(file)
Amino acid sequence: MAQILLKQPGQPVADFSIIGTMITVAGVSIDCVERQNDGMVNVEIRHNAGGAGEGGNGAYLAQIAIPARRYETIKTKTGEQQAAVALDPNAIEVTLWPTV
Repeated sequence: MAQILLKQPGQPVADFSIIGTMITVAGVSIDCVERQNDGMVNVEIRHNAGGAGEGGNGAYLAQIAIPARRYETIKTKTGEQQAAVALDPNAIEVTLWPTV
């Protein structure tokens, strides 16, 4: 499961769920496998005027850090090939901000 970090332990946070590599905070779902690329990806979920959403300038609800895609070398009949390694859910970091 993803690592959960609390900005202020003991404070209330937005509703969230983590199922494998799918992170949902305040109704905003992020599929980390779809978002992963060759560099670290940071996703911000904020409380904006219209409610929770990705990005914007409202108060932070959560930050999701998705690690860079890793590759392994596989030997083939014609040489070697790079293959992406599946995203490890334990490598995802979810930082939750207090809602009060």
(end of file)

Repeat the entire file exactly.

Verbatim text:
Amino acid sequence: MAQILLKQPGQPVADFSIIGTMITVAGVSIDCVERQNDGMVNVEIRHNAGGAGEGGNGAYLAQIAIPARRYETIKTKTGEQQAAVALDPNAIEVTLWPTV
Repeated sequence: MAQILLKQPGQPVADFSIIGTMITVAGVSIDCVERQNDGMVNVEIRHNAGGAGEGGNGAYLAQIAIPARRYETIKTKTGEQQAAVALDPNAIEVTLWPTV
């Protein structure tokens, strides 16, 4: 499961769920496998005027850090090939901000 970090332990946070590599905070779902690329990806979920959403300038609800895609070398009949390694859910970091 993803690592959960609390900005202020003991404070209330937005509703969230983590199922494998799918992170949902305040109704905003992020599929980390779809978002992963060759560099670290940071996703911000904020409380904006219209409610929770990705990005914007409202108060932070959560930050999701998705690690860079890793590759392994596989030997083939014609040489070697790079293959992406599946995203490890334990490598995802979810930082939750207090809602009060």